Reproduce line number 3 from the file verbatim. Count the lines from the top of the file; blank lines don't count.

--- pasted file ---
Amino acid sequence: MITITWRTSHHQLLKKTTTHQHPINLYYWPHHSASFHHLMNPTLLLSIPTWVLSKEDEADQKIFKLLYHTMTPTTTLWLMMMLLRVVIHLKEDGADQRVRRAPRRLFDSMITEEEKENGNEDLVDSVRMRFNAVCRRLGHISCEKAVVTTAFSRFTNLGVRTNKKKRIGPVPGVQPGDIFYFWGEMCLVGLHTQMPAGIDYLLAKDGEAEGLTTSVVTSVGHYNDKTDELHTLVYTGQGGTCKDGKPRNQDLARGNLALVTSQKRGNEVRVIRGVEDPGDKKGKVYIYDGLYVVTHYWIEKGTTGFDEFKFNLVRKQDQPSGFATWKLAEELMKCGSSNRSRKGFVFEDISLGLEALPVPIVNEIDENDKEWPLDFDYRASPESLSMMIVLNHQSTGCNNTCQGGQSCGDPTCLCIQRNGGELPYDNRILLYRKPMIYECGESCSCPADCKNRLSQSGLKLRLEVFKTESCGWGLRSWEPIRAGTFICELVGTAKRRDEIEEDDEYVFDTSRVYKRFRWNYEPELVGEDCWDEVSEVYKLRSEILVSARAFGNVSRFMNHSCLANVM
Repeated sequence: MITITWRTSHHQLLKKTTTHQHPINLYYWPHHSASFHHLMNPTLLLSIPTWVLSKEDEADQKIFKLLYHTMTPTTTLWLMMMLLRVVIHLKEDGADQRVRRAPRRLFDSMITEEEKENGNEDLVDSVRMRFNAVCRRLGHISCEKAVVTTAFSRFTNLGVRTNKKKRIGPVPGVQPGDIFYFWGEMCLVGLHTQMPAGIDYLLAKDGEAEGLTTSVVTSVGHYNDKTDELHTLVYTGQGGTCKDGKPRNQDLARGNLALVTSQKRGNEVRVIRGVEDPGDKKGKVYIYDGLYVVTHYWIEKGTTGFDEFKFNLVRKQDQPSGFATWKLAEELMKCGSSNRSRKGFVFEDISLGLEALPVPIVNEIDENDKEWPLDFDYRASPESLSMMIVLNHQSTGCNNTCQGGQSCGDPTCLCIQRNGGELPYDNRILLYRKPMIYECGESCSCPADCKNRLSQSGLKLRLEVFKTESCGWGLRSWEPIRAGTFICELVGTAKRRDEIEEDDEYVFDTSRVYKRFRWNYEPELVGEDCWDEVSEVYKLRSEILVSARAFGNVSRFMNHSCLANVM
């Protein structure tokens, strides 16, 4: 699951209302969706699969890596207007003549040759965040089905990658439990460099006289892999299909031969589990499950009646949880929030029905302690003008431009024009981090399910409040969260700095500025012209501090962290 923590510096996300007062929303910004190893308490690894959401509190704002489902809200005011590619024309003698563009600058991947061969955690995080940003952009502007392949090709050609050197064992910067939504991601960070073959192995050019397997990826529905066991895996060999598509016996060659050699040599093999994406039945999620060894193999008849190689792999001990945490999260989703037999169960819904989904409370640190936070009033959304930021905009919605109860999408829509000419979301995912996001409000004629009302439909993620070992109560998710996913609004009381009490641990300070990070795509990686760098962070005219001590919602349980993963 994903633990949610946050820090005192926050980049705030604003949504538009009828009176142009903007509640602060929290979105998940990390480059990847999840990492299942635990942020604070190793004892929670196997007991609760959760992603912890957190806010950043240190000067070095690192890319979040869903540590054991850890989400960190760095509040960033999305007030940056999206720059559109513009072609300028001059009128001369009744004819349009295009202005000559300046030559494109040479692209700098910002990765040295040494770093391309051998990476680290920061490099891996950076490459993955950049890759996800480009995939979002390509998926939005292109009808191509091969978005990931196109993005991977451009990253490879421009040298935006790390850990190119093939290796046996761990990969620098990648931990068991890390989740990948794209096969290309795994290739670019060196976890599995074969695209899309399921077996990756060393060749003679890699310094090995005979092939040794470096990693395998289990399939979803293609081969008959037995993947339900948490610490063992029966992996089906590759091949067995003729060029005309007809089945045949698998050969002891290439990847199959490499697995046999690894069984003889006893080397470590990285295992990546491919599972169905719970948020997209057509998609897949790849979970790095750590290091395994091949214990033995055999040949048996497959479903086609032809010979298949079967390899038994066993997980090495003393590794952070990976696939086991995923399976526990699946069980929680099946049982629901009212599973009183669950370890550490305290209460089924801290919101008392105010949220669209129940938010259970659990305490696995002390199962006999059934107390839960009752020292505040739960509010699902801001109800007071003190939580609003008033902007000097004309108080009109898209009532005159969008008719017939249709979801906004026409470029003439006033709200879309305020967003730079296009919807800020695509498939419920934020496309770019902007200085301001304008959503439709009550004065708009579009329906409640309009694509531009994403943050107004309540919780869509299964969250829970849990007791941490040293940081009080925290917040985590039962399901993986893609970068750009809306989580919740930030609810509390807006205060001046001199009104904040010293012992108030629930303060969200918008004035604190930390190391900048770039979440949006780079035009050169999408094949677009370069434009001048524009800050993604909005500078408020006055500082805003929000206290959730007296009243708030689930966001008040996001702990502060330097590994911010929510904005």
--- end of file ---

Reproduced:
């Protein structure tokens, strides 16, 4: 699951209302969706699969890596207007003549040759965040089905990658439990460099006289892999299909031969589990499950009646949880929030029905302690003008431009024009981090399910409040969260700095500025012209501090962290 923590510096996300007062929303910004190893308490690894959401509190704002489902809200005011590619024309003698563009600058991947061969955690995080940003952009502007392949090709050609050197064992910067939504991601960070073959192995050019397997990826529905066991895996060999598509016996060659050699040599093999994406039945999620060894193999008849190689792999001990945490999260989703037999169960819904989904409370640190936070009033959304930021905009919605109860999408829509000419979301995912996001409000004629009302439909993620070992109560998710996913609004009381009490641990300070990070795509990686760098962070005219001590919602349980993963 994903633990949610946050820090005192926050980049705030604003949504538009009828009176142009903007509640602060929290979105998940990390480059990847999840990492299942635990942020604070190793004892929670196997007991609760959760992603912890957190806010950043240190000067070095690192890319979040869903540590054991850890989400960190760095509040960033999305007030940056999206720059559109513009072609300028001059009128001369009744004819349009295009202005000559300046030559494109040479692209700098910002990765040295040494770093391309051998990476680290920061490099891996950076490459993955950049890759996800480009995939979002390509998926939005292109009808191509091969978005990931196109993005991977451009990253490879421009040298935006790390850990190119093939290796046996761990990969620098990648931990068991890390989740990948794209096969290309795994290739670019060196976890599995074969695209899309399921077996990756060393060749003679890699310094090995005979092939040794470096990693395998289990399939979803293609081969008959037995993947339900948490610490063992029966992996089906590759091949067995003729060029005309007809089945045949698998050969002891290439990847199959490499697995046999690894069984003889006893080397470590990285295992990546491919599972169905719970948020997209057509998609897949790849979970790095750590290091395994091949214990033995055999040949048996497959479903086609032809010979298949079967390899038994066993997980090495003393590794952070990976696939086991995923399976526990699946069980929680099946049982629901009212599973009183669950370890550490305290209460089924801290919101008392105010949220669209129940938010259970659990305490696995002390199962006999059934107390839960009752020292505040739960509010699902801001109800007071003190939580609003008033902007000097004309108080009109898209009532005159969008008719017939249709979801906004026409470029003439006033709200879309305020967003730079296009919807800020695509498939419920934020496309770019902007200085301001304008959503439709009550004065708009579009329906409640309009694509531009994403943050107004309540919780869509299964969250829970849990007791941490040293940081009080925290917040985590039962399901993986893609970068750009809306989580919740930030609810509390807006205060001046001199009104904040010293012992108030629930303060969200918008004035604190930390190391900048770039979440949006780079035009050169999408094949677009370069434009001048524009800050993604909005500078408020006055500082805003929000206290959730007296009243708030689930966001008040996001702990502060330097590994911010929510904005």